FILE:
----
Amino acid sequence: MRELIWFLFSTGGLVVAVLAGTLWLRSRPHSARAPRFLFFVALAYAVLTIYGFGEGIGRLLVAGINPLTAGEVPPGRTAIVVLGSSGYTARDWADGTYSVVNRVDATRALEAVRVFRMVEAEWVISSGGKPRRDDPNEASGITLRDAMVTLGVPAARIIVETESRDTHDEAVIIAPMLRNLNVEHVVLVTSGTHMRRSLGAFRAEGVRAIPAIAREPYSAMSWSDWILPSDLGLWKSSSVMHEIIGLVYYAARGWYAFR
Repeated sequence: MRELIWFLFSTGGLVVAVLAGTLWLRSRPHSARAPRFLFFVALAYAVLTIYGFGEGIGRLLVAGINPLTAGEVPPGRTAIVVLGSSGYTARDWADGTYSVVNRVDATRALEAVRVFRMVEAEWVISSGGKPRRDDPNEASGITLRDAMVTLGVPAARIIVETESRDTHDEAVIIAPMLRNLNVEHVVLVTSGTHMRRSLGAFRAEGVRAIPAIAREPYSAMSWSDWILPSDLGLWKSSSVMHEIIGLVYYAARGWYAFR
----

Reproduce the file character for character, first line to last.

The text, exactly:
Amino acid sequence: MRELIWFLFSTGGLVVAVLAGTLWLRSRPHSARAPRFLFFVALAYAVLTIYGFGEGIGRLLVAGINPLTAGEVPPGRTAIVVLGSSGYTARDWADGTYSVVNRVDATRALEAVRVFRMVEAEWVISSGGKPRRDDPNEASGITLRDAMVTLGVPAARIIVETESRDTHDEAVIIAPMLRNLNVEHVVLVTSGTHMRRSLGAFRAEGVRAIPAIAREPYSAMSWSDWILPSDLGLWKSSSVMHEIIGLVYYAARGWYAFR
Repeated sequence: MRELIWFLFSTGGLVVAVLAGTLWLRSRPHSARAPRFLFFVALAYAVLTIYGFGEGIGRLLVAGINPLTAGEVPPGRTAIVVLGSSGYTARDWADGTYSVVNRVDATRALEAVRVFRMVEAEWVISSGGKPRRDDPNEASGITLRDAMVTLGVPAARIIVETESRDTHDEAVIIAPMLRNLNVEHVVLVTSGTHMRRSLGAFRAEGVRAIPAIAREPYSAMSWSDWILPSDLGLWKSSSVMHEIIGLVYYAARGWYAFR